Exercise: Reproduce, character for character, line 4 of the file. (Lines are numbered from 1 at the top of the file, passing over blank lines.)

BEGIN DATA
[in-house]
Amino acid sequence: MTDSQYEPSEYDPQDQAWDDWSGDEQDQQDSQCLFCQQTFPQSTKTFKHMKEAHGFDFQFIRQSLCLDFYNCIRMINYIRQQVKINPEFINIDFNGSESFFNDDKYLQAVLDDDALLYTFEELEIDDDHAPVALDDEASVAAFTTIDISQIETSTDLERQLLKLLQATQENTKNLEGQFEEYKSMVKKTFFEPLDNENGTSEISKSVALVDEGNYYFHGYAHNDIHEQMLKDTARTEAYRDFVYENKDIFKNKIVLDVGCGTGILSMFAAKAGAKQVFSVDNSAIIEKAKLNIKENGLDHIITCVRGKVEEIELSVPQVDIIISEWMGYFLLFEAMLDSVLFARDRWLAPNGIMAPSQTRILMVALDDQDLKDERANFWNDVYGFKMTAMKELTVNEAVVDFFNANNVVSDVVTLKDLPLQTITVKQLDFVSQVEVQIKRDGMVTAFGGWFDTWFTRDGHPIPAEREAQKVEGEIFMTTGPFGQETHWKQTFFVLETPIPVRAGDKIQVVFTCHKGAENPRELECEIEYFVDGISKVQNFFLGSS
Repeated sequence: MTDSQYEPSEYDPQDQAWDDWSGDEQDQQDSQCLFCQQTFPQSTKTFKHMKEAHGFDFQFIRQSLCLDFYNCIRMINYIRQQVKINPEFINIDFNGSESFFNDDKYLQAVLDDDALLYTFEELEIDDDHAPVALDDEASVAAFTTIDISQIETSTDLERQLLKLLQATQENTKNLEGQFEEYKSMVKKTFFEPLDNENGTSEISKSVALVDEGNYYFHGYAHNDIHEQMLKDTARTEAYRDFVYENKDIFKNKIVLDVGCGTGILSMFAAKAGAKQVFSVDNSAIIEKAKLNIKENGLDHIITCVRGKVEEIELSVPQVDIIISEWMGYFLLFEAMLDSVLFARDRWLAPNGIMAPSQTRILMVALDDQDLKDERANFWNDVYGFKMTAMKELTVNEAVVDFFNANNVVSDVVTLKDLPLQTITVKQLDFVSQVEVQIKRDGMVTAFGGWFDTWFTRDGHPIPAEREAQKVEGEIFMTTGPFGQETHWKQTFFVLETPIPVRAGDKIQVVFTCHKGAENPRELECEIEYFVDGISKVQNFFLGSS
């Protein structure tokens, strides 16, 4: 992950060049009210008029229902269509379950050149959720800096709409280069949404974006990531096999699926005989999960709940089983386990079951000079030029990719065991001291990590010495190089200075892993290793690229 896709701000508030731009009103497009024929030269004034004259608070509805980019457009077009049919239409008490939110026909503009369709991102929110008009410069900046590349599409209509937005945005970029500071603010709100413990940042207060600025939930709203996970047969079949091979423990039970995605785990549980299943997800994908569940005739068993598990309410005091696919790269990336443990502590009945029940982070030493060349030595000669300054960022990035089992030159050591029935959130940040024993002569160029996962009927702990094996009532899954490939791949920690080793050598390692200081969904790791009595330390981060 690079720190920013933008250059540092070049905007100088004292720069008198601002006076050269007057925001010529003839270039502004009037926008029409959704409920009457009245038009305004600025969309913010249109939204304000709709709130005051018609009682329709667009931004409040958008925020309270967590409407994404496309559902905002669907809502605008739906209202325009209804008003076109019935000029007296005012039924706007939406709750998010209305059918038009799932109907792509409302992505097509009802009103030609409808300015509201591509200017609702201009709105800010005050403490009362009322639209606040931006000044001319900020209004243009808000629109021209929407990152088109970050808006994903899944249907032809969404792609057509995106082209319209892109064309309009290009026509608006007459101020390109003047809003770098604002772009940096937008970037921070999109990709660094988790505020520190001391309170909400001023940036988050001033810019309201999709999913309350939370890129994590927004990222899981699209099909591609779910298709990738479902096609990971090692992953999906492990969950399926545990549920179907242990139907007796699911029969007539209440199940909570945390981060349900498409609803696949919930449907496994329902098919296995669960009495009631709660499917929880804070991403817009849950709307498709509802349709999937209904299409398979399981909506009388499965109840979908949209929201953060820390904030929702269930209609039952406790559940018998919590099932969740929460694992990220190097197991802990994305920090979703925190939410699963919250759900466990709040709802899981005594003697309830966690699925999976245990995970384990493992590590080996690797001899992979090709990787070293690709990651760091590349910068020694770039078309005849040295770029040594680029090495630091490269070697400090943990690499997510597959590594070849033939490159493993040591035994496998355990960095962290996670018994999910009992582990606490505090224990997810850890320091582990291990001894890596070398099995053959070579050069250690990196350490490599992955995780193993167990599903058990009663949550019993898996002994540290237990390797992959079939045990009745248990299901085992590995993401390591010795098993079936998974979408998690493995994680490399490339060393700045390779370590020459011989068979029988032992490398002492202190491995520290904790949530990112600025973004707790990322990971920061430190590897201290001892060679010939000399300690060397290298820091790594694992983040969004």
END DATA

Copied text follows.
């Protein structure tokens, strides 16, 4: 992950060049009210008029229902269509379950050149959720800096709409280069949404974006990531096999699926005989999960709940089983386990079951000079030029990719065991001291990590010495190089200075892993290793690229 896709701000508030731009009103497009024929030269004034004259608070509805980019457009077009049919239409008490939110026909503009369709991102929110008009410069900046590349599409209509937005945005970029500071603010709100413990940042207060600025939930709203996970047969079949091979423990039970995605785990549980299943997800994908569940005739068993598990309410005091696919790269990336443990502590009945029940982070030493060349030595000669300054960022990035089992030159050591029935959130940040024993002569160029996962009927702990094996009532899954490939791949920690080793050598390692200081969904790791009595330390981060 690079720190920013933008250059540092070049905007100088004292720069008198601002006076050269007057925001010529003839270039502004009037926008029409959704409920009457009245038009305004600025969309913010249109939204304000709709709130005051018609009682329709667009931004409040958008925020309270967590409407994404496309559902905002669907809502605008739906209202325009209804008003076109019935000029007296005012039924706007939406709750998010209305059918038009799932109907792509409302992505097509009802009103030609409808300015509201591509200017609702201009709105800010005050403490009362009322639209606040931006000044001319900020209004243009808000629109021209929407990152088109970050808006994903899944249907032809969404792609057509995106082209319209892109064309309009290009026509608006007459101020390109003047809003770098604002772009940096937008970037921070999109990709660094988790505020520190001391309170909400001023940036988050001033810019309201999709999913309350939370890129994590927004990222899981699209099909591609779910298709990738479902096609990971090692992953999906492990969950399926545990549920179907242990139907007796699911029969007539209440199940909570945390981060349900498409609803696949919930449907496994329902098919296995669960009495009631709660499917929880804070991403817009849950709307498709509802349709999937209904299409398979399981909506009388499965109840979908949209929201953060820390904030929702269930209609039952406790559940018998919590099932969740929460694992990220190097197991802990994305920090979703925190939410699963919250759900466990709040709802899981005594003697309830966690699925999976245990995970384990493992590590080996690797001899992979090709990787070293690709990651760091590349910068020694770039078309005849040295770029040594680029090495630091490269070697400090943990690499997510597959590594070849033939490159493993040591035994496998355990960095962290996670018994999910009992582990606490505090224990997810850890320091582990291990001894890596070398099995053959070579050069250690990196350490490599992955995780193993167990599903058990009663949550019993898996002994540290237990390797992959079939045990009745248990299901085992590995993401390591010795098993079936998974979408998690493995994680490399490339060393700045390779370590020459011989068979029988032992490398002492202190491995520290904790949530990112600025973004707790990322990971920061430190590897201290001892060679010939000399300690060397290298820091790594694992983040969004």